Lloyd Price, one of the last surviving stars of the New Orleans crossover R&B scene of the early 1950s onwards and a Rock and Roll Hall of Fame inductee, died on Thursday (6) at the age of 88.
The news was announced by Rickey Poppell, owner of Maxwell Entertainment, on Facebook. He wrote: “My friend and Lloyd Price’s manager, Tom Trapani, just called to let me know that our friend, Lloyd, passed away last night.
“Those of us close to Lloyd have been keeping his declining health issues to ourselves for the past five years, while Tom kept me up to date along the way. Lloyd was one of the sweetest, caring and kindest man I’ve ever known, I’ll miss him. My prayers go out to his lovely wife, Jackie.”
Price was a hugely significant figure on the R&B scene in the days leading into the new rock‘n’roll craze, and had four No.1s in that genre in the 1950s. The original of his own composition “Lawdy Miss Clawdy,” with piano by fellow Crescent City original Fats Domino, was No.1 for no fewer than seven weeks. He returned there in 1958 with “Stagger Lee,” an adaptation of an old folk song, which was No.1 both soul and pop, and twice in 1959, with another trademark, “Personality,” and “I’m Gonna Get Married.”
The singer, writer and pianist was born in Kenner, Missouri on March 9, 1933. From a musical family and the son of a guitarist turned minister, he sang in his church choir at a young age, learned trumpet and formed the group the Blue Boys in his teens.
Price’s first success was with the seminal Specialty label, and his style on his early hits, also including “Oooh-Oooh-Oooh,” “Restless Heart,” “Ain’t It A Shame,” and “Tell Me Pretty Baby,” were admired by audiences across the racial divide.
“I revolutionized the South,” Price told writer Andy Schwartz. “Before ‘Lawdy Miss Clawdy,’ white kids were not really interested in this music. People like Charles Brown and Fats Domino really only sold to the black community. But ten months after I was in business, they were putting up ropes to divide the white and black spectators. But by 10 o’clock at night, they’d all be together on that dance floor.”
After a three-year career hiatus when Price was drafted into the US Army in 1953, he formed his own record label, KRC, and licensed “Just Because” to ABC-Paramount, with whom it became another Top 3 R&B winner in 1957. He then signed with the label and enjoyed a richly successful second era of his career into the early 1960s.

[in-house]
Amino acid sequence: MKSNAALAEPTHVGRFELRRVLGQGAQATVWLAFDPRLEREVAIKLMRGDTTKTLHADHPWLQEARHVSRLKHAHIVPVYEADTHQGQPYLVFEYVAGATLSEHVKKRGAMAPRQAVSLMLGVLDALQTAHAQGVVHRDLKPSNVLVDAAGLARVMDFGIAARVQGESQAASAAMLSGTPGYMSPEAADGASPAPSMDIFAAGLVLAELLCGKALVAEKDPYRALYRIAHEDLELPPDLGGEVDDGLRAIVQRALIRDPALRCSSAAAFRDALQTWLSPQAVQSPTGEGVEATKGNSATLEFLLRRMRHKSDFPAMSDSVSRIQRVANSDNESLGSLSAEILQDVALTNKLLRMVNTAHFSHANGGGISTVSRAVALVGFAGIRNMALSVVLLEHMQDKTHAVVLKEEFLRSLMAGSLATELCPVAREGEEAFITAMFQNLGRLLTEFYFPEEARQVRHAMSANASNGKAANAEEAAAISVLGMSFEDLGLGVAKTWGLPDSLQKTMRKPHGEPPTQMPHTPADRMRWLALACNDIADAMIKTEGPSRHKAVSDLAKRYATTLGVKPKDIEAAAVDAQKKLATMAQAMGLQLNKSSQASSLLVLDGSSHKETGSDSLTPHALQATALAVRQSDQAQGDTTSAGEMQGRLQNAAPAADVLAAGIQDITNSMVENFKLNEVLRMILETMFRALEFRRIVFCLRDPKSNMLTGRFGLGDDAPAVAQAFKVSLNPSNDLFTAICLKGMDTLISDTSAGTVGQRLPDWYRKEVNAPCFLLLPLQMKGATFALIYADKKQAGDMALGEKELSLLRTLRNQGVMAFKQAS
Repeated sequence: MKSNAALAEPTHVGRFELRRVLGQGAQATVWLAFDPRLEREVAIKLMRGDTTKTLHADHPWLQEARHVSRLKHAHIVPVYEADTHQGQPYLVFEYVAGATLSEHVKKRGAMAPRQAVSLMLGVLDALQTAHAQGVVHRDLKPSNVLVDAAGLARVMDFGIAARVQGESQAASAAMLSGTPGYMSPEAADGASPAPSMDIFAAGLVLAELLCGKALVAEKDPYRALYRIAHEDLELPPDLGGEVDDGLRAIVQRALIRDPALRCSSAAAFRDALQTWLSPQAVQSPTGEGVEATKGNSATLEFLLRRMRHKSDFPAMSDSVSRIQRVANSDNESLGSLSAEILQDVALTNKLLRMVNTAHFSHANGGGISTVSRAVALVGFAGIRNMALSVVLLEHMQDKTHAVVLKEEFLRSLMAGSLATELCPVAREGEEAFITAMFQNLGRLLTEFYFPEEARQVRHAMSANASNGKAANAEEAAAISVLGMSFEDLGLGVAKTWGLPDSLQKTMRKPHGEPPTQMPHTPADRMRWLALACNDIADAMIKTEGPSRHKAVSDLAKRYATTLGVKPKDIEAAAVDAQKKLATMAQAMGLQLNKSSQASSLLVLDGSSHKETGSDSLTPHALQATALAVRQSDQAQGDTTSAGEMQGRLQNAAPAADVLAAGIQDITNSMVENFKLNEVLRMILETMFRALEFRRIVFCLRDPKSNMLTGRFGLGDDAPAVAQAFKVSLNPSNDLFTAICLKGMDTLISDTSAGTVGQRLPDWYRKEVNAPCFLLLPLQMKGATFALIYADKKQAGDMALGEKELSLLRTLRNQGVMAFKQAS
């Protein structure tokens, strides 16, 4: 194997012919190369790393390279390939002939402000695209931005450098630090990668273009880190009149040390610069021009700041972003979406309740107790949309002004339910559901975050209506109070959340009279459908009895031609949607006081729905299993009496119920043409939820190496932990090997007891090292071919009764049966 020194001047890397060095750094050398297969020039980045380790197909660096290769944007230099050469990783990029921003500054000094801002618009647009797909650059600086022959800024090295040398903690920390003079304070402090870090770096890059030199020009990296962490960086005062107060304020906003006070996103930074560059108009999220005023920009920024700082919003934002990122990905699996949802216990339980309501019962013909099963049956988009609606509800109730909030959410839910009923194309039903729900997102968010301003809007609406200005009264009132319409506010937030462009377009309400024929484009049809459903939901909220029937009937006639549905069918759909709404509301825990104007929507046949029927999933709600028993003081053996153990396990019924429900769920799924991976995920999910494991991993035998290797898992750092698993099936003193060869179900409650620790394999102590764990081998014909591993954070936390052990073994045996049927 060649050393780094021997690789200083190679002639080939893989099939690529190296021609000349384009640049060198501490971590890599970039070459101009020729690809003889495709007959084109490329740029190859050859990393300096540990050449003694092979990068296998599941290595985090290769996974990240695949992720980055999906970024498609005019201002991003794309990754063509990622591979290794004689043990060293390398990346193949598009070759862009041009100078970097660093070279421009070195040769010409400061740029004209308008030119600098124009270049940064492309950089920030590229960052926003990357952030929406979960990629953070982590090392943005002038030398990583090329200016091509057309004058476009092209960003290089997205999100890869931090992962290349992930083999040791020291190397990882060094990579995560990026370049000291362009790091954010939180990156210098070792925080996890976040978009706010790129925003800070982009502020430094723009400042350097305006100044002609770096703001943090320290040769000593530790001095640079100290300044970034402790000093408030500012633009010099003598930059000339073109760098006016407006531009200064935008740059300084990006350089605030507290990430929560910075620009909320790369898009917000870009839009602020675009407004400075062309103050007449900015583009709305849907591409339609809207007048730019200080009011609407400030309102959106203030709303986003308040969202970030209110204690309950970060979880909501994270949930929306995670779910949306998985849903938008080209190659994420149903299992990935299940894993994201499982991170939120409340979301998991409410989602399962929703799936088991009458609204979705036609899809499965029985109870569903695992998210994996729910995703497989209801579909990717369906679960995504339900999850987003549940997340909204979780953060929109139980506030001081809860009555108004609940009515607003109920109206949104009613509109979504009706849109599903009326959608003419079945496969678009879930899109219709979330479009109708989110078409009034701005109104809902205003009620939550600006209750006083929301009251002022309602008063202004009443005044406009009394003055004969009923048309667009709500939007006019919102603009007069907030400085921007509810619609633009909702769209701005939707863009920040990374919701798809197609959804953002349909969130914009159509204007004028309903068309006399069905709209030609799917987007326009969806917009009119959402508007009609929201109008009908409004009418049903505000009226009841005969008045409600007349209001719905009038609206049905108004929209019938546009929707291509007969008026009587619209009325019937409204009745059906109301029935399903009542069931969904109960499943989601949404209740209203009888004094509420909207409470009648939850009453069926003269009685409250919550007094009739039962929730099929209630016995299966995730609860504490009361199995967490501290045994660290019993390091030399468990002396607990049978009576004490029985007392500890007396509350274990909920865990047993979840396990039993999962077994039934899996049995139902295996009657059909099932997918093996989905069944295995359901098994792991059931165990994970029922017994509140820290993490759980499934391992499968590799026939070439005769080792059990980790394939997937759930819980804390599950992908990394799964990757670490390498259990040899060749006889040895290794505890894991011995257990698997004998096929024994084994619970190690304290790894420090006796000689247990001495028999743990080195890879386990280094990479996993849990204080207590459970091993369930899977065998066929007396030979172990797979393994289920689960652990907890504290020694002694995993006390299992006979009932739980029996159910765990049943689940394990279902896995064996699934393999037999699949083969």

Ever the entrepreneur, Price had further recognition on his own Double-L and Turntable labels, most notably on the former with a reading of Errol Garner’s “Misty.” Turntable Records was named after the nightclub he owned. His last chart appearance came with “What Did You Do With My Love” in 1976. That was released on another of his labels, LPG, formed with his friend, boxing impresario Don King.
He resided in Nigeria for a decade, and promoted the 1974 music festival in Kinshasa, Zaire that featured James Brown, the Spinners, Bill Withers, and B.B. King and preceded the heavyweight championship bout between Muhammad Ali and George Foreman. In later years, his business interests expanded into housing, property and food, but he continued to perform and record, releasing the album This is Rock and Roll in 2017.
Always proud of his role in helping racial integration, he reminisced with Billboard in a 2013 interview to mark his 80th birthday: “Wherever I went, they couldn’t keep them out, these [white] kids would come to see me, there were more spectators than those at the real dance. I didn’t really know nothing, they were a bunch of kids to me, I was happy to see them in the dance hall.
“But when we got to Raleigh, North Carolina, I started getting the message about segregation. More white kids came to see me because of the colleges, it was a black dance, but you couldn’t tell! The security man stopped the show because these kids were dancing together.”